Letter of July, 2016
My very dear Team members,
I hope that every one of you is well at the time of receiving this letter that I write, as always, I thinking of each of you, who are well represented by those whom I have already had the grace and privilege of meeting at the various international gatherings over this past few years and in the various regions of the world. It is truly a reason for joy and a grace to be able to bear witness in these gatherings to how you live the "joy of love", that our good Pope Francis speaks about, with enthusiasm as a couple and as a family.
"Joy" refers to an expansion of the heart (Amoris Laetitia, 126) in the person who knows that they are loved, in the sense of being welcomed, accepted for who they are, gratuitously, and not for what they can give. In earlier times the ancient Greek philosopher, Aristotle (384-322 BC), used to say that friendship consisted of wanting another person's good because of who they are and not for what they can give. Saint Thomas Aquinas (1225-1274) took up and developed this definition; the recent Magisterium of the Church, from Pope Paul VI to Pope Francis, sees in this gratuitously charitable dimension all that is most deeply true in terms of what we can understand and experience as friendship, as love. (Amoris Laetitia, 101-102)
The foundation of Christian marriage is the relationship between spouses who love each other, that is, who each want the other's good, for what they are and not for what they can give. The sacrament purifies human conjugal love that contains the mark of eternity, that is by its nature meant to be definitive, (Amoris Laetitia, 123) and raises it to the level of a sign of love between Christ and the Church: the husband represents Christ and the wife the Church. Obviously, this is an imperfect analogy (Amoris Laetitia, 73), because human love always needs to be purified and nourished in order to grow; but the analogy reminds that love does not exist without sacrifice, suffering and the cross: all true love is a crucified love! But this is where the "joy" results, even that "joy" of love, that was the mark of the early Christian communities—they lived "with glad and sincere hearts" (Acts 2:46)—and the great majority of them were couples and families, who lived their vocation as spouses and parents seriously, in the midst of an adverse and pagan world.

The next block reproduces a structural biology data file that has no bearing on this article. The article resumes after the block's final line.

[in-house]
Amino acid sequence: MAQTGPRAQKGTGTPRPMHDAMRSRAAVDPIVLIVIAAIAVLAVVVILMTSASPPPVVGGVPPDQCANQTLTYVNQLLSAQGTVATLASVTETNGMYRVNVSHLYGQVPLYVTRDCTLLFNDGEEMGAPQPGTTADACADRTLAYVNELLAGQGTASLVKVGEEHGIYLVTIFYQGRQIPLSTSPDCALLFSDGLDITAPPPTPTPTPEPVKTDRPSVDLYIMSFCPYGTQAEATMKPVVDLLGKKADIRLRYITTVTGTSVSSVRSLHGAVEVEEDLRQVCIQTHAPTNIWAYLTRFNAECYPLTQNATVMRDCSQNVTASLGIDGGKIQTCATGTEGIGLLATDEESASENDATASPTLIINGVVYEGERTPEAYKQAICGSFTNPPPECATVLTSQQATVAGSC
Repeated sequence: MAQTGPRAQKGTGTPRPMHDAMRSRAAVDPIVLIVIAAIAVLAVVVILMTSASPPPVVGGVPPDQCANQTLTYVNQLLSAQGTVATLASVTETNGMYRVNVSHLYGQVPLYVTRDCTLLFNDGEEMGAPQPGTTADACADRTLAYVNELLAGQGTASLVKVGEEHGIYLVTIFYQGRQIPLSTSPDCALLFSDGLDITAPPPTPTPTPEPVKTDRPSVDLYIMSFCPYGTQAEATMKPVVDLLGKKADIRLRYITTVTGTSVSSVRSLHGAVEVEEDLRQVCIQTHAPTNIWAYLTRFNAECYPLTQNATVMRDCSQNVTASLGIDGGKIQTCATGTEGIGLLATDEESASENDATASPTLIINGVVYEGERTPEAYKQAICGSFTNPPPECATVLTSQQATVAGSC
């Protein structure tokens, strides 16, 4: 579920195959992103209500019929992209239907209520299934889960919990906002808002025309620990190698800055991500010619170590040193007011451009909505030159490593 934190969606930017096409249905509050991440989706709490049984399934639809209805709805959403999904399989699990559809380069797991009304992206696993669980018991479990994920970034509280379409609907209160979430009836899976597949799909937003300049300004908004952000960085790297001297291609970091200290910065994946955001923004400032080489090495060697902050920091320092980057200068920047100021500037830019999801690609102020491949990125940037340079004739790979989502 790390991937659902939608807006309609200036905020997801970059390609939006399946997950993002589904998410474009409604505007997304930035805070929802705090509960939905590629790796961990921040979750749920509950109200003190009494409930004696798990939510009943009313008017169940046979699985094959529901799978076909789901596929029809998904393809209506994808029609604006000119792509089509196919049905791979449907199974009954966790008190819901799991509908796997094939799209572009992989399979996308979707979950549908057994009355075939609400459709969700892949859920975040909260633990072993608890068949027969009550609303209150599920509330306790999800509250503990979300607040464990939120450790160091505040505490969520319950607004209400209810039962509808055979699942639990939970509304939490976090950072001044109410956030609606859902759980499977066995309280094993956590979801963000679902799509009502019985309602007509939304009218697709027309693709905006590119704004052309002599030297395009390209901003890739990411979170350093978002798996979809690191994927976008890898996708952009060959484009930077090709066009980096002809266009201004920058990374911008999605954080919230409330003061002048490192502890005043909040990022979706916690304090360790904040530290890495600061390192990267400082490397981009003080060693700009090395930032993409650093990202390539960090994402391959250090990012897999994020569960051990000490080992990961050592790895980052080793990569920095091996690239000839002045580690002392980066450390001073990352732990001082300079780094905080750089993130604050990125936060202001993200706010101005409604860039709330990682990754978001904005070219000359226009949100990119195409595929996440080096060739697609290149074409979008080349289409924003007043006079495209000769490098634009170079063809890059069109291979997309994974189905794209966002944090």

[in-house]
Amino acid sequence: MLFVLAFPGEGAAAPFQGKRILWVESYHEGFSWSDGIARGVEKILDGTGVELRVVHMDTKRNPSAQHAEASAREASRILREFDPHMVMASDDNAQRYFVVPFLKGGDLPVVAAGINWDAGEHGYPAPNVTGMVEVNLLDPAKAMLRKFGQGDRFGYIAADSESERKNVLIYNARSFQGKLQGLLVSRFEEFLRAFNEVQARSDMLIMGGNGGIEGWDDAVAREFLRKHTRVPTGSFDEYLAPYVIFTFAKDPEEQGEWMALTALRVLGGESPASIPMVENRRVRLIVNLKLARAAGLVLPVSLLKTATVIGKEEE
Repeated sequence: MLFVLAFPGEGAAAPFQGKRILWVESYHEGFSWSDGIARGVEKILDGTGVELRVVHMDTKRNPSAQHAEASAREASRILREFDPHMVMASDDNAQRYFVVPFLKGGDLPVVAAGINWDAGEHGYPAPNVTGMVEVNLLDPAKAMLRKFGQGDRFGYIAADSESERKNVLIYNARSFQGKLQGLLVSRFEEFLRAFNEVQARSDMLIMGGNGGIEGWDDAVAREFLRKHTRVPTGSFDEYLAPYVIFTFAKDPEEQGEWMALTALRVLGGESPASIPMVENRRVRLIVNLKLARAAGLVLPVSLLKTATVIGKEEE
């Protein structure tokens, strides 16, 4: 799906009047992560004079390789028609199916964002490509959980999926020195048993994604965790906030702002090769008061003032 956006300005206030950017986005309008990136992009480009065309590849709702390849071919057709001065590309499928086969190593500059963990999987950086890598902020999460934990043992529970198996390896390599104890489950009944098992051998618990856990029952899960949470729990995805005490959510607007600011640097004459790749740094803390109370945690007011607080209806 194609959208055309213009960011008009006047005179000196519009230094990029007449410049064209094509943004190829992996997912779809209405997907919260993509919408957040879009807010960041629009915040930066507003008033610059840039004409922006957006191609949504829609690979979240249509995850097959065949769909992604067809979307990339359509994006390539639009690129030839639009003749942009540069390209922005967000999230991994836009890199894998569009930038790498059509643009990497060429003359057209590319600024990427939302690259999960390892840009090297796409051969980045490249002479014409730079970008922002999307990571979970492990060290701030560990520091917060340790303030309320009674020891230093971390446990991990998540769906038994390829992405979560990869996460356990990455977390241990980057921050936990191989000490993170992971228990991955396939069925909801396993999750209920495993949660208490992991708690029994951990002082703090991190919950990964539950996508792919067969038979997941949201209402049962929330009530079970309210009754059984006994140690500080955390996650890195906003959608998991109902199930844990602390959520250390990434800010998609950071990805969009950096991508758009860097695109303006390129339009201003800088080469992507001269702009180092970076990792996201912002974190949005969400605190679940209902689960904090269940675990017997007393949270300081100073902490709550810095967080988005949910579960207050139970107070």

As Pope Francis reminds us so well, paternity and maternity are inscribed within our human nature as men and women, created in the image and likeness of God (Amoris Laetitia, 9). St John Paul II used to talk about the "spousal dimension of love" saying that we are oriented towards each other; that we cannot live without one another; that others ought not be seen as a weight, a danger or tiresome, but as a gift, a divine present. In his Theology of the Body, St John Paul II spoke of the urgency to see all reality and especially others in the light of a "hermeneutics of the gift." (Editor’s note: Hermeneutics – the theory of interpretation)
Very dear couples united by the marriage sacrament, here is your vocation and your mission. Pope Francis invites you, as couples, to recognise each other as a gift that God has thought of and prepared for each one of you since the beginning (Amoris Laetitia, 72). You are a gift for each other and both of you are a gift for your children; you are a gift from God, who thus manifested in an admirable way, how much He loves you for what you are; because you are loved by God, each one of you is valued by God himself, whose love leads and guides you.
My dear couples, use these thoughts as a subject topic for yourselves, for a Sit-Down. Remain faithful to the mystique of our Movement, as is condensed within the Endeavours. They are a gift of God to the Church, that makes couples and our Movement a sign of hope, because they demonstrate, through the way you live your lives, that it is possible to live the "Joy of Love" today!
Father José Jacinto Ferreira de Farias, scj, Spiritual Counsellor to the ERI.